In an article titled: “In northeast Syria, Islamic State builds a government”, by Mariam Karouny writing for Reuters September 4, 2014, she reports, “In the cities and towns across the desert plains of northeast Syria, the ultra-hardline al Qaeda offshoot Islamic State has insinuated itself into nearly every aspect of daily life.
“The group famous for its beheadings, crucifixions and mass executions provides electricity and water, pays salaries, controls traffic, and runs nearly everything from bakeries and banks to schools, courts and mosques.
“While its merciless battlefield tactics and its imposition of its austere vision of Islamic law have won the group headlines, residents say much of its power lies in its efficient and often deeply pragmatic ability to govern.”
Ms Karouny continues to say that Syria’s eastern province of Raqqa provides the best illustration of their methods where IS members hold up the province as an example of life under the Islamic “caliphate” they hope will one day stretch from China to Europe.
“In the provincial capital, a dust-blown city that was home to about a quarter of a million people before Syria’s three-year-old war began, the group leaves almost no institution or public service outside of its control. “Let us be honest, she reports one activist from Raqqa as saayaing, “they are doing massive institutional work. It is impressive,”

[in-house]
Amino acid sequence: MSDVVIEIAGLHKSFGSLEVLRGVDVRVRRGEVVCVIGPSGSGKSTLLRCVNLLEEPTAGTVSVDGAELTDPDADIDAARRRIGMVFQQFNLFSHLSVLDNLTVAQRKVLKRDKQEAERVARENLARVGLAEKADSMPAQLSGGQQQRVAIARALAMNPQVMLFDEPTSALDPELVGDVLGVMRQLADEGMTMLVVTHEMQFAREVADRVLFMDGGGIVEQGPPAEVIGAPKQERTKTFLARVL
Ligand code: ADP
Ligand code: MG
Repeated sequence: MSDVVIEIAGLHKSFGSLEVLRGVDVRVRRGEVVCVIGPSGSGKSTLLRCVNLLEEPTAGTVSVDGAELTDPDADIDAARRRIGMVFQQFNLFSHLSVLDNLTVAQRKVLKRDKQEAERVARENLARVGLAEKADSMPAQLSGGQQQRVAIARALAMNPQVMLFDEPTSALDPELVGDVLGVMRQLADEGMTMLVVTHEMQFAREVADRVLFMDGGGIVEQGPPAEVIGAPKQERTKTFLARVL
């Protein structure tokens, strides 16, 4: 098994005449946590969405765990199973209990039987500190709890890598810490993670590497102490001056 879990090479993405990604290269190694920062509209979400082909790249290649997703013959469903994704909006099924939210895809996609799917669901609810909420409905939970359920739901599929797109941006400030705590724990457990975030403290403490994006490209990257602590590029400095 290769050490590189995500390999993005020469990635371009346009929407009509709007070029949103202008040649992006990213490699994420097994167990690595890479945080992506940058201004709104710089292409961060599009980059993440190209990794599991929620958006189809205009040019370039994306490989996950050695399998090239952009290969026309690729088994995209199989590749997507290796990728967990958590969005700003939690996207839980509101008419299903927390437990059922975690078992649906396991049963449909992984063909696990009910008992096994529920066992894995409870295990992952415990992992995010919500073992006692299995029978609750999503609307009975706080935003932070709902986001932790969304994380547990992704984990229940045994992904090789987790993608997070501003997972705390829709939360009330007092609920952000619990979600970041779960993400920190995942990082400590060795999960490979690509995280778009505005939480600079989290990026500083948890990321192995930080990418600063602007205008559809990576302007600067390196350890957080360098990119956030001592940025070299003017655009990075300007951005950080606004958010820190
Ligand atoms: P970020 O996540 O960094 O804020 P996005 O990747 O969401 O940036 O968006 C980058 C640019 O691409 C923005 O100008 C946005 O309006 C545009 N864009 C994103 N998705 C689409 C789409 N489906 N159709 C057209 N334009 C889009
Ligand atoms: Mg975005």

In interviews conducted remotely, residents, Islamic State fighters and even activists opposed to the group described how it had built up a structure similar to a modern government in less than a year under its chief, Abu Bakr al-Baghdadi.
Reuters journalists were unable to visit the area for security reasons.
The full article throws a different light on IS while not giving any reason for overlooking or forgiving their too obvious violent ways at lerast anaogther view is presented. For the detailed and original report it is worth going to: